The Air Up There

Freestyle Snocross blasts off

October 2002 Feature RYAN?PEACOCK

Alot of people watched two different bikers nail back flips at the last X games. The sport of freestyle motocross exploded in the past few years, gaining fans and even starting its own freestyle tour. But did you know that people were doing back flips on sleds before any biker did it? Where's the sledders' freestyle tour?

Well now there is one. The brand new International Freestyle Snowcross Association (IFSA) announced that it is starting a Freestyle Snocross (FSX) tour this winter.

Here's how FSX works: all the events start with 15 invited riders who get to practice from 10 a.m. to 3 p.m. The competition starts at 8 p.m. All 15 riders compete in the first heat with a 1-minute run. The top five from the first heat qualify directly for the main event.

The remaining 10 riders compete in a last-chance qualifier. They get one more minute to show what they can do and the top three in this qualifier get to join the other five in the main event.

The eight finalists compete in a 2-minute final run. They compete in reverse order of how they qualified, meaning that the top scorer in the first heat will be the last person to compete in the final.

The riders are judged on style, degree of difficulty, continuity, amplitude and originality. The scores are based on the following: 50 percent towards the number of tricks and their timing on the run, 20 percent to the showmanship of the run and 30 percent to the degree of difficulty of the tricks.

Each event will have two to five judges who assign points from 0-100. Their scores are averaged to get the final score for a run.

The winner gets 20 percent of the purse and the rest is shared between the other 14 riders. The minimum prize for last place will be $500. Minimum purse will be $10,000.



IFSA will consist of riders, team owners, media reps and other industry people who will help establish parameters, competitions, exhibitions and scoring templates for competitions. It was formed by president and CEO Grant Reeves who teamed up with Clear Channel Communications and the Super SnowCross circuit to make freestyle snocross a reality.

IFSA's mission is to increase the value of the athletes who compete in FSX through promotion, marketing, safety and professional event management. It wants to project a clean, safe image of its riders and its sport and provide wholesome family entertainment. To that end, IFSA has also teamed with The Braaap Pack, the industry's first freestyle snowmobile team. The Braaap Pack was organized in 2001 to develop safe and professional freestyle exhibitions. Many of the members of the Braaap Pack will be competitors on the FSX circuit.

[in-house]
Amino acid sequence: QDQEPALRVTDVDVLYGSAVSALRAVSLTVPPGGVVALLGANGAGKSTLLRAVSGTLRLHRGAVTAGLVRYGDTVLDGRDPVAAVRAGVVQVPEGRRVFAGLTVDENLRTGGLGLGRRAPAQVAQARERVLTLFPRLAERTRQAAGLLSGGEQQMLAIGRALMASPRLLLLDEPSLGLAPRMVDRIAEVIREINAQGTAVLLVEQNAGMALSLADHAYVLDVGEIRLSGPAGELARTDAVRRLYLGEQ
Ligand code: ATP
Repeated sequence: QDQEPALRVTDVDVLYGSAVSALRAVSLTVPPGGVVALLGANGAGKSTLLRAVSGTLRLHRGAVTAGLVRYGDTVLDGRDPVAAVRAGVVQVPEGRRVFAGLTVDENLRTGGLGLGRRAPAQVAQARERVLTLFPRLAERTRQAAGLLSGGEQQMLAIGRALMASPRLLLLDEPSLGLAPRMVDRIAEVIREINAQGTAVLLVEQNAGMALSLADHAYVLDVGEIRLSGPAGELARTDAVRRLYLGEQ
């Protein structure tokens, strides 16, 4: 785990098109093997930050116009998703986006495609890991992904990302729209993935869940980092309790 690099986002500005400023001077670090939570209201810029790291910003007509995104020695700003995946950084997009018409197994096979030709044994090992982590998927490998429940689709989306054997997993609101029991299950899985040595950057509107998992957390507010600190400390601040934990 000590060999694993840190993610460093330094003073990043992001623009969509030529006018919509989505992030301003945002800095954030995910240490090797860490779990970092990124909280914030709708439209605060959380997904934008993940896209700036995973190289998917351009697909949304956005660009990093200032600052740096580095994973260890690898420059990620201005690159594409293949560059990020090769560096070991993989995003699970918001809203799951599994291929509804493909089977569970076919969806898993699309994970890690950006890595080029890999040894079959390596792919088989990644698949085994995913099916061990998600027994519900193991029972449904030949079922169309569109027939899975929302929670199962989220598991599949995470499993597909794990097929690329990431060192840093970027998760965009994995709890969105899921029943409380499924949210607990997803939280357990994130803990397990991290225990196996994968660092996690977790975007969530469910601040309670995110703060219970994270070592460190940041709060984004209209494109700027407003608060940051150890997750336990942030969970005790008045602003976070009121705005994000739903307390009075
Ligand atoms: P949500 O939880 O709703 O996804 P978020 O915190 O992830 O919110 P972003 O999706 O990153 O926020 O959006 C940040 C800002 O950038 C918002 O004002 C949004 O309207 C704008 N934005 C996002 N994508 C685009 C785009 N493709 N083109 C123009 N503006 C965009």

Who are the people who risk injury to themselves and their sleds doing tricks four stories in the air? It would be easy to call them crazy or stupid but the truth is they aren't either. They're mostly like us-people who just want to ride.

For instance, Jim Fejes, Jr. (aka Blaze), is a 21-year-old entrepreneur who owns his own construction company. He works hard for four months during the summer so he can play on his sled all winter. He started riding a Kitty Cat when he was four so he has 17 years of experience.

He practices during the summer, riding a dirt bike off a dirt ramp, a jet ski off a floating ramp and even a sled over wood chips. He loves to sled and likes to snowmobile with friends just like the rest of us.

He is a member of the Braaap Pack and is a great ambassador for the sport of freestyle snowmobiling. He watched videos about snowmobiling during the long Alaskan winter nights and realized he was already doing all the tricks he saw on the videos. He went to North Dakota to try out for the team and made it.

Blaze forms a partnership whenever he picks up sponsors. He doesn't just use their equipment, he gives them feedback on it. He teaches the sponsors what a freestyle sled needs and how it should feel and they come back to him with what he needs.

Because of this partnership, Blaze has been able to pick up sponsors like Yamaha, who designed a freestyle Viper with an experimental suspension that Blaze says is the most incredible jumping sled he's ever seen. He also is working with Coldwave, Stud Boy, Ultra 3 Flex Skis (his name is molded into the plastic of the ski), Power Madd, Rocks and Tek-Vest who will design a new vest to protect the freestyle rider.

The first event is in the middle of December and you can get more information on or about FSX, the IFSA and the Braaap Pack team.

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